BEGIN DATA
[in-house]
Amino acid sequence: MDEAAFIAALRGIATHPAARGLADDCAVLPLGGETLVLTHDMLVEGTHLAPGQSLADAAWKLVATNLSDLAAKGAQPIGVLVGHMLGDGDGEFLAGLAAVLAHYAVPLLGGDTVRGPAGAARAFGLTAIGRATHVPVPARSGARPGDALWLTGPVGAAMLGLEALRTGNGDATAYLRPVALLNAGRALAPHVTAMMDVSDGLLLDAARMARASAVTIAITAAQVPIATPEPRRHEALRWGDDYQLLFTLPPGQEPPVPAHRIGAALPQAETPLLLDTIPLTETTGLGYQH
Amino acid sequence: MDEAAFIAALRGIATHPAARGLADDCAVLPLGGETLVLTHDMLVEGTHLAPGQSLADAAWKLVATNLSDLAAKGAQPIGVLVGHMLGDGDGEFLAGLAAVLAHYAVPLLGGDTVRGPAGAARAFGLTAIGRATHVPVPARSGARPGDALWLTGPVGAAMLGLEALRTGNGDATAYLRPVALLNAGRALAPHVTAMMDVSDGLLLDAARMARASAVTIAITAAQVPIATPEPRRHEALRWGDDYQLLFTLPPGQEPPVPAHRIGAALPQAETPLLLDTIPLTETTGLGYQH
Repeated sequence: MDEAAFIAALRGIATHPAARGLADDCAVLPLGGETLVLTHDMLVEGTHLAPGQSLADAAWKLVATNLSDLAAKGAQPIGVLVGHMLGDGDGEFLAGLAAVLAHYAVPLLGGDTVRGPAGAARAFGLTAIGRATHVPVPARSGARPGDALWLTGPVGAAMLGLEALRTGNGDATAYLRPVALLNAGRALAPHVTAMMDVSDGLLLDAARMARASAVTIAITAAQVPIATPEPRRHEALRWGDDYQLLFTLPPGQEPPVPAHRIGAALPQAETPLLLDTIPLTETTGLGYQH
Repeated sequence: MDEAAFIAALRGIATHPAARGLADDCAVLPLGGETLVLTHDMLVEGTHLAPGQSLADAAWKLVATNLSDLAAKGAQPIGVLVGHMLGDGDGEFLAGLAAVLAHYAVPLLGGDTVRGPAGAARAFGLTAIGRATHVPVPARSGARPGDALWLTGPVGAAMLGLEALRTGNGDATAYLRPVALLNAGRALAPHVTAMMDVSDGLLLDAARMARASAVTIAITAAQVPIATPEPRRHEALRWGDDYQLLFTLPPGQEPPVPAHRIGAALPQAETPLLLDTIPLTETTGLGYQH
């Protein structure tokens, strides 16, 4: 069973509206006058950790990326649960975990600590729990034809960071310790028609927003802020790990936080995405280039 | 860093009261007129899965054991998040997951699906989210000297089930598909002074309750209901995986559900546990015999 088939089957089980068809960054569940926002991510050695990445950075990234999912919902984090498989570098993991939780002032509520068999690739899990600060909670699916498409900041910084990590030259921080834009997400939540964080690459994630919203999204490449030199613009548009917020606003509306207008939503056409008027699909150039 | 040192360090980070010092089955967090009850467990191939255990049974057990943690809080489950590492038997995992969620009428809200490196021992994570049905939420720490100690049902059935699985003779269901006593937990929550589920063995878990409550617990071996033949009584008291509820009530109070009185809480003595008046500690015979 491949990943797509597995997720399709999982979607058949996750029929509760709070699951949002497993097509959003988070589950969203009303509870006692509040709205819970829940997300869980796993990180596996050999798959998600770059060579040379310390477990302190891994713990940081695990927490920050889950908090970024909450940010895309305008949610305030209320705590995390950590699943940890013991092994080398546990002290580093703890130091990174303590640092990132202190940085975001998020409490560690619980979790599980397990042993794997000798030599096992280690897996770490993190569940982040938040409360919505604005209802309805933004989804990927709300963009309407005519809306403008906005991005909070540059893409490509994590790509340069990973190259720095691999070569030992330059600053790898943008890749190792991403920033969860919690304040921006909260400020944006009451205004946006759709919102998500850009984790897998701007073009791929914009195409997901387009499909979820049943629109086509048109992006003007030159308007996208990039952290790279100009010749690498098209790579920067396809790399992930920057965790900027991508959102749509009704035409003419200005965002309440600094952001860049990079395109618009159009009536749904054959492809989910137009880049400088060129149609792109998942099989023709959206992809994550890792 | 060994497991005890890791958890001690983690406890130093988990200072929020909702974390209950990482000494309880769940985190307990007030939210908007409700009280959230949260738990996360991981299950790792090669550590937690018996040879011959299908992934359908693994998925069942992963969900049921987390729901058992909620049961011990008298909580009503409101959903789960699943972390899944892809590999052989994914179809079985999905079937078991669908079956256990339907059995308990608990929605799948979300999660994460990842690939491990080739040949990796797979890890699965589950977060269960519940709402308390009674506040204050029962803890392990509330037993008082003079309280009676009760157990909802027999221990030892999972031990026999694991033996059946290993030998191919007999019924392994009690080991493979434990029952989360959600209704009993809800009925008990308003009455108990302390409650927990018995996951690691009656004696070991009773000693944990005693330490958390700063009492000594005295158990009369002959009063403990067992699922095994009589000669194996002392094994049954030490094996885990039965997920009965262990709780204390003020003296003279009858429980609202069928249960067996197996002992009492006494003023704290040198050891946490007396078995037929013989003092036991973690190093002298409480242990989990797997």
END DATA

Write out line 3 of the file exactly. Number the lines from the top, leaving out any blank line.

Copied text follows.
Amino acid sequence: MDEAAFIAALRGIATHPAARGLADDCAVLPLGGETLVLTHDMLVEGTHLAPGQSLADAAWKLVATNLSDLAAKGAQPIGVLVGHMLGDGDGEFLAGLAAVLAHYAVPLLGGDTVRGPAGAARAFGLTAIGRATHVPVPARSGARPGDALWLTGPVGAAMLGLEALRTGNGDATAYLRPVALLNAGRALAPHVTAMMDVSDGLLLDAARMARASAVTIAITAAQVPIATPEPRRHEALRWGDDYQLLFTLPPGQEPPVPAHRIGAALPQAETPLLLDTIPLTETTGLGYQH